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International Workers' Day: A Reflection

Jennifer and Otto smile in front of a sign that reads "solidarity"

Tonight my son, Otto, and I attended the "May Day Mania" event with the Portland chapter of the Democratic Socialists of America at Double Mountain Brewery on N Killingsworth. A fundraiser for DSA's Labor Solidarity Fund.

Listening to local labor leaders speak, watching clips of Shawn Fain, President of the United Automobile Workers, advocate for a unified labor movement, I couldn't help but reflect on the ways unions, and a lack of unions, have impacted my own life.

10 years ago this very day my husband, Andy, and I drove a U-Haul through Oregon to our adopted home of Portland. We moved into a two-bedroom rental in a triplex in Irvington, cementing our unwavering love of District 2.

A few months later I found myself working 72 hours across all 7 days of the week, with no benefits.

That's correct: I worked 20 hours across 5 days at a part-time internship in the newsroom at Metro making $11 per hour, and another 32 hours across 4 days a week as a Starbucks barista making a few cents over minimum wage, which at the time was $9.10 per hour. You may have noticed that adds up to 9 days ... yes, two days a week I worked both jobs, starting at 8 a.m., commuting by bike to the next, ending my day at 9 p.m.

There were weeks when I would close the coffee shop on Friday and open it on Saturday and not see my then 3 year old daughter, Penelope, for a whole 48 hours. There were days I would get home for a lunch break and my family would actually still be asleep because I started my day at 5 a.m. and my lunch break was assigned as my first break of the day at 7:30 a.m.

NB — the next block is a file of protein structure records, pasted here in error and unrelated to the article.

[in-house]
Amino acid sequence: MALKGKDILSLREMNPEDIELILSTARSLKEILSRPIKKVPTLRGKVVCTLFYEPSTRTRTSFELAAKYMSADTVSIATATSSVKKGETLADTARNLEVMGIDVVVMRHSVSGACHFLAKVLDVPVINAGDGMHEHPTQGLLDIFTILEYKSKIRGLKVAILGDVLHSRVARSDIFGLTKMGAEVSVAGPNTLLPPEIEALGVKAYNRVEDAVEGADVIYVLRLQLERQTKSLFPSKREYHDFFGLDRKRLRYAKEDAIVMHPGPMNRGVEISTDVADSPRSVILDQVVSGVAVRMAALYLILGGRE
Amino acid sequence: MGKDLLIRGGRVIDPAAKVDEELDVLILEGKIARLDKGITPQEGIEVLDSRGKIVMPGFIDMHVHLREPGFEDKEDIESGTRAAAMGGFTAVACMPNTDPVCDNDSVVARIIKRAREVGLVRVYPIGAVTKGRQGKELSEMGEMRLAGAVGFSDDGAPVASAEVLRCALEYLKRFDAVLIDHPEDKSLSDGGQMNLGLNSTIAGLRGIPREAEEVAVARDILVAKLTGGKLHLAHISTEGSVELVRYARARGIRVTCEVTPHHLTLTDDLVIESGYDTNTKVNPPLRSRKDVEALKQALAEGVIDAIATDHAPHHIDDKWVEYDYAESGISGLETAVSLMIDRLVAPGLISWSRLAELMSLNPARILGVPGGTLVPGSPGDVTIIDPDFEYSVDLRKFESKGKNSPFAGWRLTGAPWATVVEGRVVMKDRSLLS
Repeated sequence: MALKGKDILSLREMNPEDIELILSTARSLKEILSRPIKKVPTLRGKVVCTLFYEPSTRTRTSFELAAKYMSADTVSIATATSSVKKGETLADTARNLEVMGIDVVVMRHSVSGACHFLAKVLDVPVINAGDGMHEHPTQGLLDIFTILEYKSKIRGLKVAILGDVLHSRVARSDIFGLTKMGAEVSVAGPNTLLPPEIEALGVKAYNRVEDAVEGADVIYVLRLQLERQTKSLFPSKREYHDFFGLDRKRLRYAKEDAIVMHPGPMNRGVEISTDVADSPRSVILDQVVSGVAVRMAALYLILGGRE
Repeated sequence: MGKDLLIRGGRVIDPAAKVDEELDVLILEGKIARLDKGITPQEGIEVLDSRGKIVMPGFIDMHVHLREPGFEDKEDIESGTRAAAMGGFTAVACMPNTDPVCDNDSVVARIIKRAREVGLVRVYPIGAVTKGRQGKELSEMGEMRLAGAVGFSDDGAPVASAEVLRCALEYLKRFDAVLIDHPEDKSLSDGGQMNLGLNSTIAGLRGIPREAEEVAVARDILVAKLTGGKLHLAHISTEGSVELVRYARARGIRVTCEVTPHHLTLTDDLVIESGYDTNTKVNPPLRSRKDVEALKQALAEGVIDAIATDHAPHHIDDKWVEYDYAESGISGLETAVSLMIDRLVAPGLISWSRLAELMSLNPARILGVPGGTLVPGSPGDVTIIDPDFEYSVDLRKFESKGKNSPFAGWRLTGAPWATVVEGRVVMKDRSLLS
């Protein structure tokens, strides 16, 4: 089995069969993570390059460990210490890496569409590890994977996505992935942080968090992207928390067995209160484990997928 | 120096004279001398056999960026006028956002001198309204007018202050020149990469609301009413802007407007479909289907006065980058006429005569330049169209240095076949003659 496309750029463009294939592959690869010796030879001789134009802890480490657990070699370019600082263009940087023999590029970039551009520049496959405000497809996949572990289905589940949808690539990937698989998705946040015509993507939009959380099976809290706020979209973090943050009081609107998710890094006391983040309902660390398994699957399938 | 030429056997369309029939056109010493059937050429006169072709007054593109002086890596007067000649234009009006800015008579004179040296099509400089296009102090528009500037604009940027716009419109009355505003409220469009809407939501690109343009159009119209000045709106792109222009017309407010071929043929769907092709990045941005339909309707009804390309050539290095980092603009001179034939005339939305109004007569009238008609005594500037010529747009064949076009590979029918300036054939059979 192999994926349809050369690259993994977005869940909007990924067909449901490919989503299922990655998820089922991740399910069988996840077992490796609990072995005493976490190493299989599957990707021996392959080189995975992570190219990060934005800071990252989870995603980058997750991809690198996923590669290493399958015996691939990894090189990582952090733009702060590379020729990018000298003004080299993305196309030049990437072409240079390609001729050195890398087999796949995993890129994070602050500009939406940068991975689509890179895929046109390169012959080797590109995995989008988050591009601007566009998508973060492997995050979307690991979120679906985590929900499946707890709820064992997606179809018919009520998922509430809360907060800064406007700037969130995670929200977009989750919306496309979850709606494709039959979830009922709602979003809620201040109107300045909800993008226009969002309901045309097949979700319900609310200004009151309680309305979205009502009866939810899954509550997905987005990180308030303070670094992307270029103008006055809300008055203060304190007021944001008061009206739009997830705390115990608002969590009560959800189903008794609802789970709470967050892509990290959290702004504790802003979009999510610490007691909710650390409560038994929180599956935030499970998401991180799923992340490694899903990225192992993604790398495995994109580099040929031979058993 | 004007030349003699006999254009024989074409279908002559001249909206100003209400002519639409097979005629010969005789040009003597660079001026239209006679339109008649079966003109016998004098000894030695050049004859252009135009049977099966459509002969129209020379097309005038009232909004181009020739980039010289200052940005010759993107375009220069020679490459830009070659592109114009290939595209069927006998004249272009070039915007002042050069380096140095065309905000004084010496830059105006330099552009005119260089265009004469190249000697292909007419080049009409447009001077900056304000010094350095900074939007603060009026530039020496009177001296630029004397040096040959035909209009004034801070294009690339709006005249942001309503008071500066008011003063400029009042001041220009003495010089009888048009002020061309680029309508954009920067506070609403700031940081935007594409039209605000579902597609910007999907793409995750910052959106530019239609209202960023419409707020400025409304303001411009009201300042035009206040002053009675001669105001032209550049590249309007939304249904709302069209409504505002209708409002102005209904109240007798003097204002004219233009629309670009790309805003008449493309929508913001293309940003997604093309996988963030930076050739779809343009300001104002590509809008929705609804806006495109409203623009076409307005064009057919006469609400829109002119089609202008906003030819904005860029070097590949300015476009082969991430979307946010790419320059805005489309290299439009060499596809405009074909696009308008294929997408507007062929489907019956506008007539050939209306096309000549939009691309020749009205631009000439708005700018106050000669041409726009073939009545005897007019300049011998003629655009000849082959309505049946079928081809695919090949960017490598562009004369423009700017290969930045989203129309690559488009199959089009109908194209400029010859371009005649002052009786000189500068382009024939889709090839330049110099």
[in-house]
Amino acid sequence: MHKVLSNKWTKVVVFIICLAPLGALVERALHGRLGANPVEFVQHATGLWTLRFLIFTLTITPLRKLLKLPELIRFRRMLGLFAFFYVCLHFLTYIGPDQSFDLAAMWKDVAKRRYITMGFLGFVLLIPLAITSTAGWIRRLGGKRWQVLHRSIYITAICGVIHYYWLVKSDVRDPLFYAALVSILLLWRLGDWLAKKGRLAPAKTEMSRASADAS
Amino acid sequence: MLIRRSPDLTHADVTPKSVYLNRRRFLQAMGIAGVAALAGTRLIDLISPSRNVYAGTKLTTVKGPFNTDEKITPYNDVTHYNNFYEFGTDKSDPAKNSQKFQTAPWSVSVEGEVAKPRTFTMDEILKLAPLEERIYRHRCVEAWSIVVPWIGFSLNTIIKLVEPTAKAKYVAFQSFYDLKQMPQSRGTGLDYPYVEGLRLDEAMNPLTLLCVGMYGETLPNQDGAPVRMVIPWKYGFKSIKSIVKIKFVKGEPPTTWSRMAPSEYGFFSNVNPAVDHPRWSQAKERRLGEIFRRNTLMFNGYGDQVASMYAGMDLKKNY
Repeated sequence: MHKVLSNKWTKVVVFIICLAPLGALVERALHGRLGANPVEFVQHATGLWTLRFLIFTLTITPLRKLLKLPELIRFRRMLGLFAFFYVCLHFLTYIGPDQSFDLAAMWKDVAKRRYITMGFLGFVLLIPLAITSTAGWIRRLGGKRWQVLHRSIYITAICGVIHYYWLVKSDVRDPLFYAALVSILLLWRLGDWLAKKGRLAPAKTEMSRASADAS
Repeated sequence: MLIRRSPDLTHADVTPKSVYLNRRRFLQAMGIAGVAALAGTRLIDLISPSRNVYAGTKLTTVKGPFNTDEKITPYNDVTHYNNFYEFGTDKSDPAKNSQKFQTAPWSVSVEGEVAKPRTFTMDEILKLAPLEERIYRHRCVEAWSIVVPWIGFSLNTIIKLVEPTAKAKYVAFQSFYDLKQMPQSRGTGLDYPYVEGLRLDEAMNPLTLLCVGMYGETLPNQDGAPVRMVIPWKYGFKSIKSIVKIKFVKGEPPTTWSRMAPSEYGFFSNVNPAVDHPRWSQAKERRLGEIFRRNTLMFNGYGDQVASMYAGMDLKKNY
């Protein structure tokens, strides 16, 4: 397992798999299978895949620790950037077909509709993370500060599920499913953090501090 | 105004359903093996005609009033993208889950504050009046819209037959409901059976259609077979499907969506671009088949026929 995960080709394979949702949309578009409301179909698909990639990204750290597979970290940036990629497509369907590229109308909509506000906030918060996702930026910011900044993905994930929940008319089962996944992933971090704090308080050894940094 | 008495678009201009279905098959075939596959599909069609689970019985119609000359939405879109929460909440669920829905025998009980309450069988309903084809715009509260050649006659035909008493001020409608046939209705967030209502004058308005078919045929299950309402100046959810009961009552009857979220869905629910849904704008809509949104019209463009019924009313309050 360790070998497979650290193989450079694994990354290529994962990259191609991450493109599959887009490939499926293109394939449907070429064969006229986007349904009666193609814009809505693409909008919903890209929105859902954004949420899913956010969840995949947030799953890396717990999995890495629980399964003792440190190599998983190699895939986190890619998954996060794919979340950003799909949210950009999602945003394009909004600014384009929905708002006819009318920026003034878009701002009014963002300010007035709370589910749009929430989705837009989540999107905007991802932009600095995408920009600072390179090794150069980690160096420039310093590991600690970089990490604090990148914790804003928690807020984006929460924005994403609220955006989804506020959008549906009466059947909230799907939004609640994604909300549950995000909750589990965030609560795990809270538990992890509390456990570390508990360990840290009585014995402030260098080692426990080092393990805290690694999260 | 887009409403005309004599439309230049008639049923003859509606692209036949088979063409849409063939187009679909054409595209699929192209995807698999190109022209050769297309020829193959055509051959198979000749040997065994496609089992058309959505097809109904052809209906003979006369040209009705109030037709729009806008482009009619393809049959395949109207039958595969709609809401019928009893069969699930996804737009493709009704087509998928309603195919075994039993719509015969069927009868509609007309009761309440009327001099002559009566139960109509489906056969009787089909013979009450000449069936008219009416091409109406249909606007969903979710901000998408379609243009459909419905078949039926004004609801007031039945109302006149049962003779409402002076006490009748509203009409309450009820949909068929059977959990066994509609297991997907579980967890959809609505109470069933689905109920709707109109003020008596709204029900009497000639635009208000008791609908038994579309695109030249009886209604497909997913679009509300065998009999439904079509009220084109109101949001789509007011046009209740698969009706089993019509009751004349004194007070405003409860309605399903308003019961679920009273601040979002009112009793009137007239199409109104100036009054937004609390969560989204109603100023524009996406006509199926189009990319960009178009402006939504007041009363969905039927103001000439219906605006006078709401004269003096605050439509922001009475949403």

And yet, working 72 hours a week I was genuinely ineligible for benefits. I was somehow both over- and under-employed at the same time.

The reality was we made it work because figuring out how to live the life we dreamed of seemed more possible in Portland than it ever had before.

A few years later I became a card carrying member of my first union, the Portland Federation of School Professionals (PFSP) Local 111. I attended union meetings, I voted, I was even a delegate for my union at a convention. I didn't have to worry about negotiating my pay because there was an equation for plotting me into the pay steps; I didn't have to worry about healthcare for my family because it was extremely affordable and incredibly accessible.

Over these past ten years I have bonded with our Rose City. That love compels me to be part of the system that has the power to make her the best place she can possibly be for all of her people.

Today, minimum wage in Portland is $15.45 per hour. Such an incredible accomplishment, and yet taking so long to achieve that now the living wage in Multnomah County is $26.45 per hour for a single adult with no children!

We need to make Portland a place where everyone who lives within her embrace can do so without stress, fear, and instability.

That is why I am running to represent my neighbors in District 2 in our next city council.


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